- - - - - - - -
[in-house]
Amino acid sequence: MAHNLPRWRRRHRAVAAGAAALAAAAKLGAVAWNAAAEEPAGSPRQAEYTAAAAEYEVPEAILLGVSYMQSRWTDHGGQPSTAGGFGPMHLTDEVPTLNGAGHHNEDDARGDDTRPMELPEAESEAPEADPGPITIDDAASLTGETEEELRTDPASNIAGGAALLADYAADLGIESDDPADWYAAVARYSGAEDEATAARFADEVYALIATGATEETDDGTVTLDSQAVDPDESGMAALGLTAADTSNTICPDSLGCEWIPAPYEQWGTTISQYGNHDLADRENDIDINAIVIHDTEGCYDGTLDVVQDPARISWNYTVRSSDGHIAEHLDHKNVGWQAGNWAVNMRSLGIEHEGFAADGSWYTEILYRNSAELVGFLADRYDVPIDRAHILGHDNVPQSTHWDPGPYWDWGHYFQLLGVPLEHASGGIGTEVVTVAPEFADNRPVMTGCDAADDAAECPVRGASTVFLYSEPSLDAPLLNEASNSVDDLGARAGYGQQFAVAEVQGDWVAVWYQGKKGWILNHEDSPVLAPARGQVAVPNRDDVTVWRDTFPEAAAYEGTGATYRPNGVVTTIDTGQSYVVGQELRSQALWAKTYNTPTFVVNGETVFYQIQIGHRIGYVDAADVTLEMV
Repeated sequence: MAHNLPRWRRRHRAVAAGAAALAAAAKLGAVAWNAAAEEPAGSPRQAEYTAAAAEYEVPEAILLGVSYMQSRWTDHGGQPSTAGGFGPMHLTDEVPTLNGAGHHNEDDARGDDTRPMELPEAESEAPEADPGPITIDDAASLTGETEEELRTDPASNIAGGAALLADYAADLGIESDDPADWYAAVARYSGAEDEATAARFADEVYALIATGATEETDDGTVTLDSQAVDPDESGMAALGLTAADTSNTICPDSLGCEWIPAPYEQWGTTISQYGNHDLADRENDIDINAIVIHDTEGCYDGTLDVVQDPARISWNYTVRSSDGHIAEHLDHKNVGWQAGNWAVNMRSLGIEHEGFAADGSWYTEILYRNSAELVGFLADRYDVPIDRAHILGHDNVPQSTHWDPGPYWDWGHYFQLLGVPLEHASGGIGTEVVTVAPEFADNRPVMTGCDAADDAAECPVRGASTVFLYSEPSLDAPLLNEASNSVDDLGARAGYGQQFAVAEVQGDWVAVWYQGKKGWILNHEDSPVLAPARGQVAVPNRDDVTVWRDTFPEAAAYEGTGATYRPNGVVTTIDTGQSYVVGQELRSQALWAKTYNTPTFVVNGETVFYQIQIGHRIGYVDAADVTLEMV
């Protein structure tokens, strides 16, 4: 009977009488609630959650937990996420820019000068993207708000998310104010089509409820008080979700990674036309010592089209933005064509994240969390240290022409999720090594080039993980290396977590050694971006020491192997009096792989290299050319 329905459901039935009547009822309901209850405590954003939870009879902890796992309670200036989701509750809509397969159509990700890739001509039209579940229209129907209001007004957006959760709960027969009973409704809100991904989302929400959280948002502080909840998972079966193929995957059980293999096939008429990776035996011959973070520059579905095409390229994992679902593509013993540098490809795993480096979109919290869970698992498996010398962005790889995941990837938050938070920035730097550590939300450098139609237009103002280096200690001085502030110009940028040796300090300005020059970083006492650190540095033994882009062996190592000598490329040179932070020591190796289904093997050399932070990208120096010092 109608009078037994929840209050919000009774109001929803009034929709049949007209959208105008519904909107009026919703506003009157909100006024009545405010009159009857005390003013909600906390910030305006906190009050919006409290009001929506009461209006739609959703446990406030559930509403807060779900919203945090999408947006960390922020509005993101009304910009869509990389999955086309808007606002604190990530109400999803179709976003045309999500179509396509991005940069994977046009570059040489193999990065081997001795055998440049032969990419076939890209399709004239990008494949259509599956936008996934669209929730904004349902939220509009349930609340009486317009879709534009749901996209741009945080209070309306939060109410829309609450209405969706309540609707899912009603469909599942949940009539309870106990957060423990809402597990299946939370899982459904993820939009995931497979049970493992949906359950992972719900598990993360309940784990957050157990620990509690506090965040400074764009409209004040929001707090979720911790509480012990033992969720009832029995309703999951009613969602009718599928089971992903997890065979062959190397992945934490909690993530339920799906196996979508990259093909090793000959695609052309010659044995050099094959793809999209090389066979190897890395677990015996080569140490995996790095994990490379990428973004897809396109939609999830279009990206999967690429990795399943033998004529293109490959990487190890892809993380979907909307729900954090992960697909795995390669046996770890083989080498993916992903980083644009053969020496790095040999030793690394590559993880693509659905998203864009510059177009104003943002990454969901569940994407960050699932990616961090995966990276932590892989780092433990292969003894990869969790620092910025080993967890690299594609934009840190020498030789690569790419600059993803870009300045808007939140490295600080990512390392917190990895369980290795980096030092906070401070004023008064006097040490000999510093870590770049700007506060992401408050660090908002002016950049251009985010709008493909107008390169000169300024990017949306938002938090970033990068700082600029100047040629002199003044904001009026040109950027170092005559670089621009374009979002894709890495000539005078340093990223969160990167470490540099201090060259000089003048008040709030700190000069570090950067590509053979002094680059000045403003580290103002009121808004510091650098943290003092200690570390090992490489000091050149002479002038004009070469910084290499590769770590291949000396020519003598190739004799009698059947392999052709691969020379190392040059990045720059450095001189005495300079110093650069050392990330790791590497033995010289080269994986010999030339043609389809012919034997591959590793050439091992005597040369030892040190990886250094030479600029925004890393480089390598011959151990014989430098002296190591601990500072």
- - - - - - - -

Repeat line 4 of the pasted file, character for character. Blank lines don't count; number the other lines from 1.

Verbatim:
């Protein structure tokens, strides 16, 4: 009977009488609630959650937990996420820019000068993207708000998310104010089509409820008080979700990674036309010592089209933005064509994240969390240290022409999720090594080039993980290396977590050694971006020491192997009096792989290299050319 329905459901039935009547009822309901209850405590954003939870009879902890796992309670200036989701509750809509397969159509990700890739001509039209579940229209129907209001007004957006959760709960027969009973409704809100991904989302929400959280948002502080909840998972079966193929995957059980293999096939008429990776035996011959973070520059579905095409390229994992679902593509013993540098490809795993480096979109919290869970698992498996010398962005790889995941990837938050938070920035730097550590939300450098139609237009103002280096200690001085502030110009940028040796300090300005020059970083006492650190540095033994882009062996190592000598490329040179932070020591190796289904093997050399932070990208120096010092 109608009078037994929840209050919000009774109001929803009034929709049949007209959208105008519904909107009026919703506003009157909100006024009545405010009159009857005390003013909600906390910030305006906190009050919006409290009001929506009461209006739609959703446990406030559930509403807060779900919203945090999408947006960390922020509005993101009304910009869509990389999955086309808007606002604190990530109400999803179709976003045309999500179509396509991005940069994977046009570059040489193999990065081997001795055998440049032969990419076939890209399709004239990008494949259509599956936008996934669209929730904004349902939220509009349930609340009486317009879709534009749901996209741009945080209070309306939060109410829309609450209405969706309540609707899912009603469909599942949940009539309870106990957060423990809402597990299946939370899982459904993820939009995931497979049970493992949906359950992972719900598990993360309940784990957050157990620990509690506090965040400074764009409209004040929001707090979720911790509480012990033992969720009832029995309703999951009613969602009718599928089971992903997890065979062959190397992945934490909690993530339920799906196996979508990259093909090793000959695609052309010659044995050099094959793809999209090389066979190897890395677990015996080569140490995996790095994990490379990428973004897809396109939609999830279009990206999967690429990795399943033998004529293109490959990487190890892809993380979907909307729900954090992960697909795995390669046996770890083989080498993916992903980083644009053969020496790095040999030793690394590559993880693509659905998203864009510059177009104003943002990454969901569940994407960050699932990616961090995966990276932590892989780092433990292969003894990869969790620092910025080993967890690299594609934009840190020498030789690569790419600059993803870009300045808007939140490295600080990512390392917190990895369980290795980096030092906070401070004023008064006097040490000999510093870590770049700007506060992401408050660090908002002016950049251009985010709008493909107008390169000169300024990017949306938002938090970033990068700082600029100047040629002199003044904001009026040109950027170092005559670089621009374009979002894709890495000539005078340093990223969160990167470490540099201090060259000089003048008040709030700190000069570090950067590509053979002094680059000045403003580290103002009121808004510091650098943290003092200690570390090992490489000091050149002479002038004009070469910084290499590769770590291949000396020519003598190739004799009698059947392999052709691969020379190392040059990045720059450095001189005495300079110093650069050392990330790791590497033995010289080269994986010999030339043609389809012919034997591959590793050439091992005597040369030892040190990886250094030479600029925004890393480089390598011959151990014989430098002296190591601990500072």